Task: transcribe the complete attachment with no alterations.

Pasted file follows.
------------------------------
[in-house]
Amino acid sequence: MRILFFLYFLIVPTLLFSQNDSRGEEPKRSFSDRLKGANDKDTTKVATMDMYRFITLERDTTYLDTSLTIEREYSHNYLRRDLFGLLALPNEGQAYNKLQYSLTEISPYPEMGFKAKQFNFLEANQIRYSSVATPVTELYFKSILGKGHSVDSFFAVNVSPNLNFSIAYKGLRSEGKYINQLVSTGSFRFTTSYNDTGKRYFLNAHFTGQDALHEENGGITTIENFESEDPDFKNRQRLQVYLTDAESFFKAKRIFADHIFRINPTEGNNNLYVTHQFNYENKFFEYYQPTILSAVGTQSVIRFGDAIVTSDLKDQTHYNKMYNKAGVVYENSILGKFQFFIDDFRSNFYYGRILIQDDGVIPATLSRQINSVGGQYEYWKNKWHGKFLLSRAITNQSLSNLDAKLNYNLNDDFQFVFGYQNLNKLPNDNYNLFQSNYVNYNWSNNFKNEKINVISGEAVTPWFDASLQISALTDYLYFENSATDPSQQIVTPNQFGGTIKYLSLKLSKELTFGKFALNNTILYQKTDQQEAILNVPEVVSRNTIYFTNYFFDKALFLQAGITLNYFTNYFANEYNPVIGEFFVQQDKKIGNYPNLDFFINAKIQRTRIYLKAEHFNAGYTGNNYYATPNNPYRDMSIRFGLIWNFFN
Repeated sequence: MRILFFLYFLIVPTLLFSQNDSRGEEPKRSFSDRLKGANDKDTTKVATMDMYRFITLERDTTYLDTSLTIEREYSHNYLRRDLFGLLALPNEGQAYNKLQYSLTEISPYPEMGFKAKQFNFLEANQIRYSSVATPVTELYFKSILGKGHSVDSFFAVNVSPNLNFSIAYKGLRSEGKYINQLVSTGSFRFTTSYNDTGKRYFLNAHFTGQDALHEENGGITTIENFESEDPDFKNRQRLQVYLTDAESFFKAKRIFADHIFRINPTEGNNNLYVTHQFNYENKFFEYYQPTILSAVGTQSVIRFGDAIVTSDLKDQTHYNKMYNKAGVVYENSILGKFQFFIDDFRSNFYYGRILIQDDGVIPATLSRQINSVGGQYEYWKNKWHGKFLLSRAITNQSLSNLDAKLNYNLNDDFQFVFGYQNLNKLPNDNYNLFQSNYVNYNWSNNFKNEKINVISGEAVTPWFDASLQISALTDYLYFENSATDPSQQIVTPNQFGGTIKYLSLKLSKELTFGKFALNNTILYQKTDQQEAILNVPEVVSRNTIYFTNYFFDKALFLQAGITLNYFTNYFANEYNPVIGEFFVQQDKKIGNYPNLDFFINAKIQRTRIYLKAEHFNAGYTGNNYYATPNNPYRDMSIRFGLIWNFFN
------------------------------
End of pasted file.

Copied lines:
[in-house]
Amino acid sequence: MRILFFLYFLIVPTLLFSQNDSRGEEPKRSFSDRLKGANDKDTTKVATMDMYRFITLERDTTYLDTSLTIEREYSHNYLRRDLFGLLALPNEGQAYNKLQYSLTEISPYPEMGFKAKQFNFLEANQIRYSSVATPVTELYFKSILGKGHSVDSFFAVNVSPNLNFSIAYKGLRSEGKYINQLVSTGSFRFTTSYNDTGKRYFLNAHFTGQDALHEENGGITTIENFESEDPDFKNRQRLQVYLTDAESFFKAKRIFADHIFRINPTEGNNNLYVTHQFNYENKFFEYYQPTILSAVGTQSVIRFGDAIVTSDLKDQTHYNKMYNKAGVVYENSILGKFQFFIDDFRSNFYYGRILIQDDGVIPATLSRQINSVGGQYEYWKNKWHGKFLLSRAITNQSLSNLDAKLNYNLNDDFQFVFGYQNLNKLPNDNYNLFQSNYVNYNWSNNFKNEKINVISGEAVTPWFDASLQISALTDYLYFENSATDPSQQIVTPNQFGGTIKYLSLKLSKELTFGKFALNNTILYQKTDQQEAILNVPEVVSRNTIYFTNYFFDKALFLQAGITLNYFTNYFANEYNPVIGEFFVQQDKKIGNYPNLDFFINAKIQRTRIYLKAEHFNAGYTGNNYYATPNNPYRDMSIRFGLIWNFFN
Repeated sequence: MRILFFLYFLIVPTLLFSQNDSRGEEPKRSFSDRLKGANDKDTTKVATMDMYRFITLERDTTYLDTSLTIEREYSHNYLRRDLFGLLALPNEGQAYNKLQYSLTEISPYPEMGFKAKQFNFLEANQIRYSSVATPVTELYFKSILGKGHSVDSFFAVNVSPNLNFSIAYKGLRSEGKYINQLVSTGSFRFTTSYNDTGKRYFLNAHFTGQDALHEENGGITTIENFESEDPDFKNRQRLQVYLTDAESFFKAKRIFADHIFRINPTEGNNNLYVTHQFNYENKFFEYYQPTILSAVGTQSVIRFGDAIVTSDLKDQTHYNKMYNKAGVVYENSILGKFQFFIDDFRSNFYYGRILIQDDGVIPATLSRQINSVGGQYEYWKNKWHGKFLLSRAITNQSLSNLDAKLNYNLNDDFQFVFGYQNLNKLPNDNYNLFQSNYVNYNWSNNFKNEKINVISGEAVTPWFDASLQISALTDYLYFENSATDPSQQIVTPNQFGGTIKYLSLKLSKELTFGKFALNNTILYQKTDQQEAILNVPEVVSRNTIYFTNYFFDKALFLQAGITLNYFTNYFANEYNPVIGEFFVQQDKKIGNYPNLDFFINAKIQRTRIYLKAEHFNAGYTGNNYYATPNNPYRDMSIRFGLIWNFFN